Here with the RX100 VII, it builds on that success, bringing features such as 90fps shooting. Generally speaking, you’re probably going to want to leave it on 20fps so you can enjoy full-time AF and blackout free shooting.  

On the whole, engaging continuous AF and selecting the fast frame rate means that the RX100 VII keeps up well with reasonably predictably moving subjects. This is probably not a camera wholly intended for sports photography, but with the long lens and fast shooting, you can get some decent spectator shots at football games and so on, while it’s also useful for subjects such as pets and children.

In other situations, the RX100 VII locks on to most subjects very easily, very rarely producing a false confirmation of focus. In very low light conditions, you might notice it takes a little bit longer, but it’s still pretty impressive even when there’s very little available light to work with.  

One downside of having a camera so powerful is battery life. How long it lasts will of course vary depending on what you like to shoot with it – if it’s mainly single stills a whole day shouldn’t be a problem, but otherwise, packing either a spare battery or a battery power pack (USB charging is available) is a good idea.

Sony RX100 VII – Image Quality and Video

This is another area where Sony has consistently proved that it can really deliver.

Images directly from the camera show a satisfying amount of punch, with vibrant yet realistic colours. There’s also a good overall impression of detail throughout the native sensitivity range when viewing images at normal printing or web sizes.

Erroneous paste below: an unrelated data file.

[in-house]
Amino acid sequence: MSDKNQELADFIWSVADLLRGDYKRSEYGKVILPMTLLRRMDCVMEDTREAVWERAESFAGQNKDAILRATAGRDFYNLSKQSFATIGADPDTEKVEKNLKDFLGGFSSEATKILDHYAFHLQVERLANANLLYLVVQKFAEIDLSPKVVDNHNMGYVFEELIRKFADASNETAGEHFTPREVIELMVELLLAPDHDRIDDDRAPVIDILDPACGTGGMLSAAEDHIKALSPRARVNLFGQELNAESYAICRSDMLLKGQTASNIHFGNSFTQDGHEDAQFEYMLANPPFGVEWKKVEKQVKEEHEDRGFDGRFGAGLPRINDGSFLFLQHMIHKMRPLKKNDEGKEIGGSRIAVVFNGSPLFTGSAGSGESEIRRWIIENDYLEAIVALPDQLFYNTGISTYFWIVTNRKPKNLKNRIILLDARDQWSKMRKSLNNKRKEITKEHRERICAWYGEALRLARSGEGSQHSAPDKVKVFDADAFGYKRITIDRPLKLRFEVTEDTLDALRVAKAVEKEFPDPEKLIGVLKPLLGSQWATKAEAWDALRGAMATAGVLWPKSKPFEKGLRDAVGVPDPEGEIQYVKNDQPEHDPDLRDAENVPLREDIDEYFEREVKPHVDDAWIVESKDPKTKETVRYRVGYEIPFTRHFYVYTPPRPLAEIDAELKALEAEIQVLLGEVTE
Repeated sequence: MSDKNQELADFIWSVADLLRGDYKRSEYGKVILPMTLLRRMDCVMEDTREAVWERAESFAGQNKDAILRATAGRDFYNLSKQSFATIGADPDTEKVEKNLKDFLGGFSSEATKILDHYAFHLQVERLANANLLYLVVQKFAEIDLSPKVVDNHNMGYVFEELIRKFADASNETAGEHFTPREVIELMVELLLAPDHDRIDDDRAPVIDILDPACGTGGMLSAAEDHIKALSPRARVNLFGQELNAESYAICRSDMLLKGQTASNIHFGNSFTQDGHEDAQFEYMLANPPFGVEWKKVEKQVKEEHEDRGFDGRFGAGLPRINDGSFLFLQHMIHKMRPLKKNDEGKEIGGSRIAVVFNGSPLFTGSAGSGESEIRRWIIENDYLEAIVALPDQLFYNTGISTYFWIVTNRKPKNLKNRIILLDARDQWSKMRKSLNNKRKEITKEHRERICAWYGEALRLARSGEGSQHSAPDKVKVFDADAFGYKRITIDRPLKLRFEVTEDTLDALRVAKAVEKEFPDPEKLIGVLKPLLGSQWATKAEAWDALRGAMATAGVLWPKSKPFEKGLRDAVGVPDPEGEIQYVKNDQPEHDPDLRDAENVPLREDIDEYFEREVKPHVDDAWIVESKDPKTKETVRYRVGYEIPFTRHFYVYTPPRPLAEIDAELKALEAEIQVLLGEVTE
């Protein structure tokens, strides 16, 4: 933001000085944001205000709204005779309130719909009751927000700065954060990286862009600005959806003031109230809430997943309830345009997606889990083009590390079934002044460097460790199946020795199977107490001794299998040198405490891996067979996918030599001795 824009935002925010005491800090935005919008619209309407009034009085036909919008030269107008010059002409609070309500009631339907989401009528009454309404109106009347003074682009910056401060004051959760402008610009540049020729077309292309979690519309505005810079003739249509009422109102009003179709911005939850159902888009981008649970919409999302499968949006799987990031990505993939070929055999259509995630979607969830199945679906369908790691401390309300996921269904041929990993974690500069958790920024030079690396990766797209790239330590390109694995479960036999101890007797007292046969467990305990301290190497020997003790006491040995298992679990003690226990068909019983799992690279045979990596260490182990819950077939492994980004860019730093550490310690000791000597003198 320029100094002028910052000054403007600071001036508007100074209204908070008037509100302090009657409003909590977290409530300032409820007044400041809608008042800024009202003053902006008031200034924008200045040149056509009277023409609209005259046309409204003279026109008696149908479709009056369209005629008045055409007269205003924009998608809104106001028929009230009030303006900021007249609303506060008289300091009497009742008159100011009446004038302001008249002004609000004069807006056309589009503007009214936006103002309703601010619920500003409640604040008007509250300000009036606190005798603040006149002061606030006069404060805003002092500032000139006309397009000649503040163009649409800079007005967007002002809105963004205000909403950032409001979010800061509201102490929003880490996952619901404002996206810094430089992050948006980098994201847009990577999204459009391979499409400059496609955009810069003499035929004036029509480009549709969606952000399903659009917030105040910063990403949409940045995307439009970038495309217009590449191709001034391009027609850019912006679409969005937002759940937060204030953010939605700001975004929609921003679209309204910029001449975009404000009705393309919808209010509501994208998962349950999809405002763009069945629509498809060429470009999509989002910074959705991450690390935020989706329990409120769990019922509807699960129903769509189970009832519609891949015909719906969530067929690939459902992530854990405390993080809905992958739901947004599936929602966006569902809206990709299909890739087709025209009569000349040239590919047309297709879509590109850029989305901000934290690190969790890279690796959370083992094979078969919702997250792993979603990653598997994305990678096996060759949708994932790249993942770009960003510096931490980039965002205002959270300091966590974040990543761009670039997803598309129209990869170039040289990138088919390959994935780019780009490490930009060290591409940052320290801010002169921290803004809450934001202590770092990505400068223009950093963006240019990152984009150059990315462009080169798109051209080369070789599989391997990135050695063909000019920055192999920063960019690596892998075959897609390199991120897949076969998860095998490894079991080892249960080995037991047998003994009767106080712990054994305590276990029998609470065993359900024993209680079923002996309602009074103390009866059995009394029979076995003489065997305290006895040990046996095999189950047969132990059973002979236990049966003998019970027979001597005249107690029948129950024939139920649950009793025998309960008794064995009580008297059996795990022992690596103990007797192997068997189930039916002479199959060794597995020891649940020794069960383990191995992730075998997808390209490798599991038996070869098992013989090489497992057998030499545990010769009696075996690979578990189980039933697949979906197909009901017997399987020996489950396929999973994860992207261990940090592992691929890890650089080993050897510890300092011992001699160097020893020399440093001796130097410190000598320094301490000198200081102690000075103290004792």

Despite not having the f/1.8 maximum aperture we saw on early generations of the RX100 series, you can still produce pleasing shallow depth of field images in the right conditions, with the flexibility of the longer lens being worth the wide aperture sacrifice on the whole.

In low light, not having that wide aperture also means that you’ll probably have to shoot at fairly high ISO settings. Images taken at ISO 6400 display well at small sizes, but you can see some loss of detail if examining images at 100%, but noise is kept to a minimum. Shooting in raw format gives you the scope to bring back some missing detail if you feel the noise-reduction has gone overboard.  

Images are sharpest at the wide-angle end of the lens. It remains consistently sharp throughout the focal range, but there is some smoothing seen at the very far end of the telephoto lens. Again, this is mostly evident on careful examination and shouldn’t be too problematic at normal printing and web sizes.

Top half side view of laid statues in a church

Shooting at high ISOs such as ISO 6400 reveals some loss of detail if you examine closely, but noise has been kept to a minimum

Candles on stand in a church, picture taken from Sony RX100 VII

Although the maximum aperture is f/2.8, it still helps to keep the ISO as low as possible in dark conditions